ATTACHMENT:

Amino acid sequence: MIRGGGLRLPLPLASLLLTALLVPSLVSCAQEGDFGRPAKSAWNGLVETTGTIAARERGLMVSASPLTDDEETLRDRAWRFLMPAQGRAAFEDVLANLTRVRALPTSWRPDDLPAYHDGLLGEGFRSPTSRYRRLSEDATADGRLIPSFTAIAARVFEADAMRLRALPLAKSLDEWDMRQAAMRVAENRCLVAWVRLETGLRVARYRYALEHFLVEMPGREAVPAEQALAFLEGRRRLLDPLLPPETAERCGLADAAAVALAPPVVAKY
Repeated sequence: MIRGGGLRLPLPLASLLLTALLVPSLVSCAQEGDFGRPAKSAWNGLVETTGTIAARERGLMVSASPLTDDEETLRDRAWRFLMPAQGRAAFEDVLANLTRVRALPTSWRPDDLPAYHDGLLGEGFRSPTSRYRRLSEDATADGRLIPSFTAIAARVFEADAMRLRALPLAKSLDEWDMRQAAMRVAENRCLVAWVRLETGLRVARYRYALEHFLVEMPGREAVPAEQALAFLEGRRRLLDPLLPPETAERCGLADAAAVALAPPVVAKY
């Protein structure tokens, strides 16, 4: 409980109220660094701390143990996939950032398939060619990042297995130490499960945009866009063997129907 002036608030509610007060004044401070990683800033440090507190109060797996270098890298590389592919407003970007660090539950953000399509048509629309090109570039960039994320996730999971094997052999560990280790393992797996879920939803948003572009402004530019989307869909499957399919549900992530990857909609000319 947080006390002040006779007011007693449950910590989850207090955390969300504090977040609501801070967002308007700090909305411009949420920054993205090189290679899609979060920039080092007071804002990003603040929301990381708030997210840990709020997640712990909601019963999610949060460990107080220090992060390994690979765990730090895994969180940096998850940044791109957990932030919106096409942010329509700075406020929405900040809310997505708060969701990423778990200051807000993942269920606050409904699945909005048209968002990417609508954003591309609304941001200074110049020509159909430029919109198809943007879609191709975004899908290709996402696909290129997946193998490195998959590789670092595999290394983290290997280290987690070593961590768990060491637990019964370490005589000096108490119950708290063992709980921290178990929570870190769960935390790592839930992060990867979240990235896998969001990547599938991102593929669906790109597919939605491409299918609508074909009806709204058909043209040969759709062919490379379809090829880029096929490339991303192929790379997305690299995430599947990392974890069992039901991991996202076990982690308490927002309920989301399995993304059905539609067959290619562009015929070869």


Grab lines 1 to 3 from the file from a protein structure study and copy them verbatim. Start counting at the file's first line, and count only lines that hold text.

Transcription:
Amino acid sequence: MIRGGGLRLPLPLASLLLTALLVPSLVSCAQEGDFGRPAKSAWNGLVETTGTIAARERGLMVSASPLTDDEETLRDRAWRFLMPAQGRAAFEDVLANLTRVRALPTSWRPDDLPAYHDGLLGEGFRSPTSRYRRLSEDATADGRLIPSFTAIAARVFEADAMRLRALPLAKSLDEWDMRQAAMRVAENRCLVAWVRLETGLRVARYRYALEHFLVEMPGREAVPAEQALAFLEGRRRLLDPLLPPETAERCGLADAAAVALAPPVVAKY
Repeated sequence: MIRGGGLRLPLPLASLLLTALLVPSLVSCAQEGDFGRPAKSAWNGLVETTGTIAARERGLMVSASPLTDDEETLRDRAWRFLMPAQGRAAFEDVLANLTRVRALPTSWRPDDLPAYHDGLLGEGFRSPTSRYRRLSEDATADGRLIPSFTAIAARVFEADAMRLRALPLAKSLDEWDMRQAAMRVAENRCLVAWVRLETGLRVARYRYALEHFLVEMPGREAVPAEQALAFLEGRRRLLDPLLPPETAERCGLADAAAVALAPPVVAKY
């Protein structure tokens, strides 16, 4: 409980109220660094701390143990996939950032398939060619990042297995130490499960945009866009063997129907 002036608030509610007060004044401070990683800033440090507190109060797996270098890298590389592919407003970007660090539950953000399509048509629309090109570039960039994320996730999971094997052999560990280790393992797996879920939803948003572009402004530019989307869909499957399919549900992530990857909609000319 947080006390002040006779007011007693449950910590989850207090955390969300504090977040609501801070967002308007700090909305411009949420920054993205090189290679899609979060920039080092007071804002990003603040929301990381708030997210840990709020997640712990909601019963999610949060460990107080220090992060390994690979765990730090895994969180940096998850940044791109957990932030919106096409942010329509700075406020929405900040809310997505708060969701990423778990200051807000993942269920606050409904699945909005048209968002990417609508954003591309609304941001200074110049020509159909430029919109198809943007879609191709975004899908290709996402696909290129997946193998490195998959590789670092595999290394983290290997280290987690070593961590768990060491637990019964370490005589000096108490119950708290063992709980921290178990929570870190769960935390790592839930992060990867979240990235896998969001990547599938991102593929669906790109597919939605491409299918609508074909009806709204058909043209040969759709062919490379379809090829880029096929490339991303192929790379997305690299995430599947990392974890069992039901991991996202076990982690308490927002309920989301399995993304059905539609067959290619562009015929070869």